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How to Rig a Crab Buoy

Updated July 20, 2017

Once you have a crab trap baited and a fishing location chosen, the next step is to rig the buoy. Length of rope and type of buoy are just a couple of things that need to be taken into consideration when rigging a crab buoy. Losing your buoy means losing your catch and your equipment, which is both expensive and frustrating. A properly rigged buoy, however, can be accomplished in a few simple steps.

Cut rope to the proper length, which is two to three times the depth of the water that you are fishing in. This will prevent the current from pulling your float under water. Use a rope that sinks, and therefore does not get caught in the propellers of passing boats. A common type of crabbing rope is called lead line and can be found at maritime supply stores.

Secure the rope to the crab pot. Create a loop in the end of the line by doubling it over and tying a double overhand knot (for knots, see Resources). Bring the loop around the top edge of the pot where the side support attaches twice. Thread the other end of the rope through the loop and tighten.

Attach the crab buoys to the other end of the line. Use two floats of distinct colours so your pot is easily identified. Rig the floats with the pointed ends facing down. Tie the first buoy in place 7 to 8 feet from the end of the rope by tying a large stopper knot on both sides of the buoy. Tie the second buoy to the end of the line, so there is a 4- to 5-foot gap between buoys. Secure this buoy with a lobster buoy hitch.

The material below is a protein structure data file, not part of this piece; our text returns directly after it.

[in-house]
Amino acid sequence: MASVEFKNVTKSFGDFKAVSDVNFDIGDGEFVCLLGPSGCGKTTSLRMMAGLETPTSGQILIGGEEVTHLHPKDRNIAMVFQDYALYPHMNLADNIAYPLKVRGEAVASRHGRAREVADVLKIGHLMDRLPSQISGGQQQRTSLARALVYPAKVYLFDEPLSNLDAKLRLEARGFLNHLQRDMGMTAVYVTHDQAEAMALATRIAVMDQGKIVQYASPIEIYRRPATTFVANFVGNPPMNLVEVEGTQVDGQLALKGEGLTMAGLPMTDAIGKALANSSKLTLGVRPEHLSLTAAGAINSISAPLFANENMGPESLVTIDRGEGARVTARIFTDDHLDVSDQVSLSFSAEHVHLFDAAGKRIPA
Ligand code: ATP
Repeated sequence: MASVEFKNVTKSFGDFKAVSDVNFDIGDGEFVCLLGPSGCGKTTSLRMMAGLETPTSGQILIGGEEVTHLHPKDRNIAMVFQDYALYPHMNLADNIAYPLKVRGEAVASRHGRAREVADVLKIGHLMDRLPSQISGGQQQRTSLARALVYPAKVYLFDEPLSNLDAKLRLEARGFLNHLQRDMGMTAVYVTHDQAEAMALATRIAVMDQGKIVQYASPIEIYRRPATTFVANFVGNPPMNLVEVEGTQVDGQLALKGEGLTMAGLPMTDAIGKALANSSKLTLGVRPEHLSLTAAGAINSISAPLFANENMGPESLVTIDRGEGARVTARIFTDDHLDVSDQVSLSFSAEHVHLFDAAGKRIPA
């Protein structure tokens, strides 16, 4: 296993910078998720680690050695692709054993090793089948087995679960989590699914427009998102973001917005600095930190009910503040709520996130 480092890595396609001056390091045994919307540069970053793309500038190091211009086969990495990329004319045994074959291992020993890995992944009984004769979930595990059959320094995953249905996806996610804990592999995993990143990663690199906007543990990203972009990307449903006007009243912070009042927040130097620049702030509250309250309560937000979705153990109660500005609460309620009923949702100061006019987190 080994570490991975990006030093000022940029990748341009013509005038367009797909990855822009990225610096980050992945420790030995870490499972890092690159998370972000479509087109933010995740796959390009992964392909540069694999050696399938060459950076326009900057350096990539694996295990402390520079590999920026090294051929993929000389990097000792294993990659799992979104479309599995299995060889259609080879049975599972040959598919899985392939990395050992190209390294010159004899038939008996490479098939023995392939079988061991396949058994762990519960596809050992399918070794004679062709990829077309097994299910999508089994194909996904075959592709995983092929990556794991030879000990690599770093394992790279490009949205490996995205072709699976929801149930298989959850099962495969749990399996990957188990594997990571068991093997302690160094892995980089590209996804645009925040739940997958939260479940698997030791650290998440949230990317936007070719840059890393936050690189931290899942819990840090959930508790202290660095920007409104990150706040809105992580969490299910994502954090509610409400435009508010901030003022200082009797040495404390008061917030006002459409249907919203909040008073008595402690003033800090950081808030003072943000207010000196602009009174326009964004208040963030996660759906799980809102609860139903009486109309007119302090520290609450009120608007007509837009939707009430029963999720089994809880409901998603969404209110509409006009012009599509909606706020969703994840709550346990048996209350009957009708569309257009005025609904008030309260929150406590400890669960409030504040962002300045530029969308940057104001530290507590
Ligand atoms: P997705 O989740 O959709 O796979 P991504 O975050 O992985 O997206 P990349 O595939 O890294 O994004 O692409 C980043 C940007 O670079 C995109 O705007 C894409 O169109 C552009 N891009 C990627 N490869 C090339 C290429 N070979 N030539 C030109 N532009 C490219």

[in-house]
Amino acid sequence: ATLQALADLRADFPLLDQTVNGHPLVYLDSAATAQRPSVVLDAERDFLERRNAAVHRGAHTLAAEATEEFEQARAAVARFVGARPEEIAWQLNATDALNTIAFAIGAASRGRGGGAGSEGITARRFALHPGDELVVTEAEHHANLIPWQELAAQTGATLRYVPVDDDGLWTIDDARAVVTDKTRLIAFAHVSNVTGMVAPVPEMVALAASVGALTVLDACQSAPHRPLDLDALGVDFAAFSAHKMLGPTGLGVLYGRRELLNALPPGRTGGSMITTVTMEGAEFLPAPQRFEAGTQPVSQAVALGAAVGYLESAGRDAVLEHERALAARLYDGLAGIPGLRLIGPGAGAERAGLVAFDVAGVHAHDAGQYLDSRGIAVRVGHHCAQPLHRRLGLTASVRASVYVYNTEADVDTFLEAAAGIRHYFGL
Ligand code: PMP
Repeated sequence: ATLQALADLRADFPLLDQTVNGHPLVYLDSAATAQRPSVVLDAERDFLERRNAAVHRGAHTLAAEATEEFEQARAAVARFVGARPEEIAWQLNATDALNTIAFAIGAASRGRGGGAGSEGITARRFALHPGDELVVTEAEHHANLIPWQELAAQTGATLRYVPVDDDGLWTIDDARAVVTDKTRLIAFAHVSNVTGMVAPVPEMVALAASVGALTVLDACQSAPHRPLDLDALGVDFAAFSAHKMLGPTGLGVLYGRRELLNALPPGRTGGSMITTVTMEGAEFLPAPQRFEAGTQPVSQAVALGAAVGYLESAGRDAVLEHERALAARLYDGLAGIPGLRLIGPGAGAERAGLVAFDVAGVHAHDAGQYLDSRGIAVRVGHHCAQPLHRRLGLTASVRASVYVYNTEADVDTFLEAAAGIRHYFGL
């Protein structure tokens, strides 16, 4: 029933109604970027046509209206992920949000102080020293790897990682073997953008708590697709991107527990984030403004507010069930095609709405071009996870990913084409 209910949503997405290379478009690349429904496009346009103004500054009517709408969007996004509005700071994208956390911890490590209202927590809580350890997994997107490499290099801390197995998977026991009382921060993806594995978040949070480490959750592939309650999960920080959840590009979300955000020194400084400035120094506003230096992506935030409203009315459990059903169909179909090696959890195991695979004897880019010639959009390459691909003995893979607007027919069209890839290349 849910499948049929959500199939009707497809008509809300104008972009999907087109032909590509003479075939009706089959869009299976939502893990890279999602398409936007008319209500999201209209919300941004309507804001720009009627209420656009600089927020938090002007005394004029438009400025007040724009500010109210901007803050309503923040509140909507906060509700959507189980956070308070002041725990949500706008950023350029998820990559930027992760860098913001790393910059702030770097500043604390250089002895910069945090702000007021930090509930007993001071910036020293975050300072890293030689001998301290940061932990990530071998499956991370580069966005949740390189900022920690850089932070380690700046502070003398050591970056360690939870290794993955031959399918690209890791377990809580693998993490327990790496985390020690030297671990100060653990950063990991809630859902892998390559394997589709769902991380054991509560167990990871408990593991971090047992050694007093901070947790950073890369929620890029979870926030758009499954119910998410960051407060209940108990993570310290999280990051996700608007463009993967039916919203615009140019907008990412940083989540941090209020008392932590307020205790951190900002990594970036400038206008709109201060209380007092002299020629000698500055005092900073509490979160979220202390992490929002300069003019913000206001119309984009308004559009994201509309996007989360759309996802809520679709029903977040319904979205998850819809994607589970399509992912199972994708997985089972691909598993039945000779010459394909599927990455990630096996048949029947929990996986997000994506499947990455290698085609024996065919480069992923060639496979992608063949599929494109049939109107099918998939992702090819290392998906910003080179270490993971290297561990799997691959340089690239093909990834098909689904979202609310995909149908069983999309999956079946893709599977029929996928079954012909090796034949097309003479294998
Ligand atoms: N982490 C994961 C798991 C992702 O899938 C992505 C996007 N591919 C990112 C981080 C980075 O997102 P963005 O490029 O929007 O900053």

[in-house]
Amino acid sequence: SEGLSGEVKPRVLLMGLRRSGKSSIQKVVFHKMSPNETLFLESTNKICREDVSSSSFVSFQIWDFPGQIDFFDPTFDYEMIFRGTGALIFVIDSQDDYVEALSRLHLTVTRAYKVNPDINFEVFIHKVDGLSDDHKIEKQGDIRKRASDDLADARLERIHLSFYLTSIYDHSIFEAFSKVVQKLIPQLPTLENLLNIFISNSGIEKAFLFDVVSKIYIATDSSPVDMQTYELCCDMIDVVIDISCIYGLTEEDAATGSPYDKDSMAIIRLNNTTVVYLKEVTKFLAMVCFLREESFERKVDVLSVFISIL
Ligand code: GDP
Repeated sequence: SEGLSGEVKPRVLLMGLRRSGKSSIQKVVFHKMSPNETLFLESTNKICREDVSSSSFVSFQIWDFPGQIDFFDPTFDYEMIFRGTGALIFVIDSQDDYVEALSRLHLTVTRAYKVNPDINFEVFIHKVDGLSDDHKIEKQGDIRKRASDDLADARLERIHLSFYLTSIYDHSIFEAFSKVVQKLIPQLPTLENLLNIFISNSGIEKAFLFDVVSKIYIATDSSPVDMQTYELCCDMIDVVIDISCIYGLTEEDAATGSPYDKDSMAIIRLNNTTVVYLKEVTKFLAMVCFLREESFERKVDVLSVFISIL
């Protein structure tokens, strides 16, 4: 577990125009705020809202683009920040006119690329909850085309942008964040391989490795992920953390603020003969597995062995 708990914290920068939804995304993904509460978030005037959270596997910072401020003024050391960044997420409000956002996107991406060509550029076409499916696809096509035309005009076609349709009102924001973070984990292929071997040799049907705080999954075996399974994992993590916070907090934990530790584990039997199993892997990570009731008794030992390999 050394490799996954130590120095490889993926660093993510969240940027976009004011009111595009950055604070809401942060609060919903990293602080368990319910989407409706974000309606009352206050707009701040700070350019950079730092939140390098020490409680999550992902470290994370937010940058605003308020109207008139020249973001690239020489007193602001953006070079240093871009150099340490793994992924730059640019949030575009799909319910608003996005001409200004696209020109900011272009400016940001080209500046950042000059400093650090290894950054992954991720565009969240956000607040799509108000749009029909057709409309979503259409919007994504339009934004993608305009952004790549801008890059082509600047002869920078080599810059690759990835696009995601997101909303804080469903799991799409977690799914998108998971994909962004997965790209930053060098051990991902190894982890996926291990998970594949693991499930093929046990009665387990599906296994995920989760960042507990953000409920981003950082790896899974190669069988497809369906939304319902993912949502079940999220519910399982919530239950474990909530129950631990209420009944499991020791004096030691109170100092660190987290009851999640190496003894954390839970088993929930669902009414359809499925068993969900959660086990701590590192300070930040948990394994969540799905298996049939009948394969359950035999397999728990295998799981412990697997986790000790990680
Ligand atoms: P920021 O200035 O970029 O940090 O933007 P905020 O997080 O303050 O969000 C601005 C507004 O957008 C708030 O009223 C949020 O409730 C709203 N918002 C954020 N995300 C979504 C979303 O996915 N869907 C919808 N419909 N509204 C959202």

Warning

Check your state's crab fishing regulations. Some states require that you use red and white buoys with your name and address on them.

Things You'll Need

  • Lead crab line
  • Crab pot
  • 2 crab buoys
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About the Author

Logan Macomber is a staff writer for "The Caledonian Record," where he covers Vermont and New Hampshire sports. He has worked as director of imagery for Joyce Apps Limited, an iPhone application company. In 2012, Macomber achieved a Bachelor of the Arts in communication from Boston College, where he also minored in music and Irish studies.